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Out of Print, Publisher vanished...

What does one do if you own a piece of music and.... can't buy the copies for your choir because the music is long out of print and no longer on any music vendors' lists
....the publisher seems to have vanished into thin air so you can't ask the publisher for permission to copy
....the composer/arranger are both long dead
.....a request to borrow from a place you knew had the music (such as my old high school) has been turned down because "we don't loan music" or "we have no idea where that piece disappeared to"
.....a place such as a music lending library doesn't have it either.
I have three or four such wonderful pieces in my personal music library, where I only have a copy or two, and not enough for my entire HS choir. 
Should I just copy it and hope for the best????  Or who does one ask permission to copy, in this type of case?
Replies (16): Threaded | Chronological
on September 27, 2012 5:22am
Hi Donna,
Warning: IANAL and know nothing about US copyright law.
However, from my Right-pondian perspective I approach it like this:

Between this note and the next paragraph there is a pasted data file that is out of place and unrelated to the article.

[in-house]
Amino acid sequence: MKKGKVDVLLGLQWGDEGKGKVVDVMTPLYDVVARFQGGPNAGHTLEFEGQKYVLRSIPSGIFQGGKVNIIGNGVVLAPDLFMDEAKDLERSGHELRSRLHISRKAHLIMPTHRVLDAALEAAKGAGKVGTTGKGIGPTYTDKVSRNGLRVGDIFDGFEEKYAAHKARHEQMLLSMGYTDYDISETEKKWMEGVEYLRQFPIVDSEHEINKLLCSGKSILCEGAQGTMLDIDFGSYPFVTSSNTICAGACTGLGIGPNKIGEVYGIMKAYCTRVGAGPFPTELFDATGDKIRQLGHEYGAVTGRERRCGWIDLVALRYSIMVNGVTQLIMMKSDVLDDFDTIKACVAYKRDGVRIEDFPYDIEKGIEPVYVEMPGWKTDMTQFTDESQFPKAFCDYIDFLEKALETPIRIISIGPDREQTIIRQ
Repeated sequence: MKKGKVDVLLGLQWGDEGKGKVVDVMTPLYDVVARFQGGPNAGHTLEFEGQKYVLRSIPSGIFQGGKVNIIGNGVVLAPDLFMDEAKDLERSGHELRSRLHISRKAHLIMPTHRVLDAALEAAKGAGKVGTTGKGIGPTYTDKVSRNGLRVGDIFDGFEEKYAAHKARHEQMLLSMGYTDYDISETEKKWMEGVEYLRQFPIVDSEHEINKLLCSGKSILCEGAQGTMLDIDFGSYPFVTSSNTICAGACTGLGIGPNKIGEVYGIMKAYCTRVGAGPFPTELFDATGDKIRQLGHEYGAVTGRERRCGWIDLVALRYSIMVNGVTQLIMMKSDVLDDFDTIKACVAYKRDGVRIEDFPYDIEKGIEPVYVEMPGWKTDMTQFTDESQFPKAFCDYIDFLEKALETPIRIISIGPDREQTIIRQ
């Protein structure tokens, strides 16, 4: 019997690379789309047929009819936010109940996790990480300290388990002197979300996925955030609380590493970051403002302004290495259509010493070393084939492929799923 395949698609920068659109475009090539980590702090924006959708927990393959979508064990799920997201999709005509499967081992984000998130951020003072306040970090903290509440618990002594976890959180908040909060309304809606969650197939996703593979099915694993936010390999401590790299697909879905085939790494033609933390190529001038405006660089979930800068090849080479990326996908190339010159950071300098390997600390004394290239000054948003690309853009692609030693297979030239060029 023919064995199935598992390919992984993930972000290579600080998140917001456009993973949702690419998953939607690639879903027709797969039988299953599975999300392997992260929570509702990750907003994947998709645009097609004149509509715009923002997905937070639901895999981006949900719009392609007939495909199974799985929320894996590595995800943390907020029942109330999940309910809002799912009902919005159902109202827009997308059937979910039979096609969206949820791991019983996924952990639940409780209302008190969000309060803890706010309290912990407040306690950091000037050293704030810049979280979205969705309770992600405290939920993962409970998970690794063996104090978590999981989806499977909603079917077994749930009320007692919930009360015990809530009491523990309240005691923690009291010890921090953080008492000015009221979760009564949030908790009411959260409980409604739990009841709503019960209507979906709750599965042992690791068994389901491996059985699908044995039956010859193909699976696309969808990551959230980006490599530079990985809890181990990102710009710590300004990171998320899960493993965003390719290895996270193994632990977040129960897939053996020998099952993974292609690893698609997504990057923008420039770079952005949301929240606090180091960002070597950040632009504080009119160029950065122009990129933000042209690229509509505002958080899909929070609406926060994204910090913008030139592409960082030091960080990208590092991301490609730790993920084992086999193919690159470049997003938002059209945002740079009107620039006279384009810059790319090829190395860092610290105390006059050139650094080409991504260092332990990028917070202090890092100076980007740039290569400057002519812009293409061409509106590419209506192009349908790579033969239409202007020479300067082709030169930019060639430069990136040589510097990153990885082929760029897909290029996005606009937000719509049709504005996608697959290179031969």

1. Is the music out of copyright (70 years after the composer's death here, 50 over there or does it vary from state to state?)?
  2. If so, is the ENGRAVING out of copyright. This is a very diferent matter because publishers renew their copyright of the engraving over here so that NEVER goes out of copyright. However if the publishers went out of business more than the statutary limit ago then you may be OK.
If both the music and engraving are out of copyright go ahead and copy with a clear conscience.
If the music is out of copyright but the engraving copyright still holds then re-engrave yourself in your favourite notation software. Put a personal copyright notice on the engraving thus:
Engraving copyright (c) 2012 Donna Ransdell
Then share it on CPDL ;)
That's what I do.
on September 27, 2012 5:36am
Hi, Donna.
I don't know for certain the legal ramifications (I find that few people do with any legal certainty), but I suppose you could check, if you haven't already, with the Hal Leonard behemoth to confirm that they didn't gobble it up before the prior publisher folded. Beyond that, all I can say is what I would do: I'd go ahead and copy it, knowing that I made a good-faith effort to investigate locating the score access. The chances of it coming back to bite would be so minimal that I wouldn't worry about it. Of course, you could handwrite "Permanently Out of Print" to give it some elevated level of formality, if perhaps not truly legal propriety.
Good luck.
Bob Cowles
Hobart and William Smith Colleges
Geneva, NY
Applauded by an audience of 1
on September 27, 2012 5:57am
Do searches on the ASCAP and BMI websites and see if the pieces appear in their lists: